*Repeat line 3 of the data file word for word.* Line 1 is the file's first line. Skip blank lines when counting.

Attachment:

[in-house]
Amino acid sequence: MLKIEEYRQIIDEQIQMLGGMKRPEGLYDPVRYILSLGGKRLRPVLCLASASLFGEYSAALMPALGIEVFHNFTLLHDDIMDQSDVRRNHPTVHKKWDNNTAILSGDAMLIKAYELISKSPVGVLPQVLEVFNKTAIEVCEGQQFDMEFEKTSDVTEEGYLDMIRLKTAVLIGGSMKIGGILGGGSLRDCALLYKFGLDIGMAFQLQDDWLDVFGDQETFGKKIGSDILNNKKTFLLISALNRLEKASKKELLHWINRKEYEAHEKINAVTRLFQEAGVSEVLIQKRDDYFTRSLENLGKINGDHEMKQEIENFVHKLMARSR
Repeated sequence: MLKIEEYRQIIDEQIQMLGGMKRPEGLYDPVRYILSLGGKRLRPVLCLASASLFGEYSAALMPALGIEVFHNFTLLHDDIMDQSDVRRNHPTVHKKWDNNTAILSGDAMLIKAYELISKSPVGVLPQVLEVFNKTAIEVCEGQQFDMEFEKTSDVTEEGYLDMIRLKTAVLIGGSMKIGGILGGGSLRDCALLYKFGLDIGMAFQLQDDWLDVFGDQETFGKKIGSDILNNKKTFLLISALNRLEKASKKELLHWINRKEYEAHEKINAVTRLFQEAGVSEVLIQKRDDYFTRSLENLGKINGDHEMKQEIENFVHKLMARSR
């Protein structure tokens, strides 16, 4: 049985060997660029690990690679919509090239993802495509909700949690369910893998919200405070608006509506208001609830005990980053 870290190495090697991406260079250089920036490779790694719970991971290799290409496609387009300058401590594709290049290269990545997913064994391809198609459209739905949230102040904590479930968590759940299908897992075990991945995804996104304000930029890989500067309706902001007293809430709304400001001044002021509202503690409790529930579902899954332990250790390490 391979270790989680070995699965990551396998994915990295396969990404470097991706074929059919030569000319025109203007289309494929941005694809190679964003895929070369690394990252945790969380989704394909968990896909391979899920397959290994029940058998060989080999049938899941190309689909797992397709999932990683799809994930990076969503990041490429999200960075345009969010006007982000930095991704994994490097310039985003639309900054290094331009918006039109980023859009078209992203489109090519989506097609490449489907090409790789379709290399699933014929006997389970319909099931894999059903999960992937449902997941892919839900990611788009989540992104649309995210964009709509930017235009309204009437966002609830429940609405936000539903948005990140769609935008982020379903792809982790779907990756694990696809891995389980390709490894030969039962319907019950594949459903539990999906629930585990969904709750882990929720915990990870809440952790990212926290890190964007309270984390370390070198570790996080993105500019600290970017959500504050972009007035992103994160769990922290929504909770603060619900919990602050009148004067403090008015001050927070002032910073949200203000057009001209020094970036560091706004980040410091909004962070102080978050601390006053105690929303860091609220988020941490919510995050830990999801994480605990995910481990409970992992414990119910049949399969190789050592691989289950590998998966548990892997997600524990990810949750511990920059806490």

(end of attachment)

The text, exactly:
Repeated sequence: MLKIEEYRQIIDEQIQMLGGMKRPEGLYDPVRYILSLGGKRLRPVLCLASASLFGEYSAALMPALGIEVFHNFTLLHDDIMDQSDVRRNHPTVHKKWDNNTAILSGDAMLIKAYELISKSPVGVLPQVLEVFNKTAIEVCEGQQFDMEFEKTSDVTEEGYLDMIRLKTAVLIGGSMKIGGILGGGSLRDCALLYKFGLDIGMAFQLQDDWLDVFGDQETFGKKIGSDILNNKKTFLLISALNRLEKASKKELLHWINRKEYEAHEKINAVTRLFQEAGVSEVLIQKRDDYFTRSLENLGKINGDHEMKQEIENFVHKLMARSR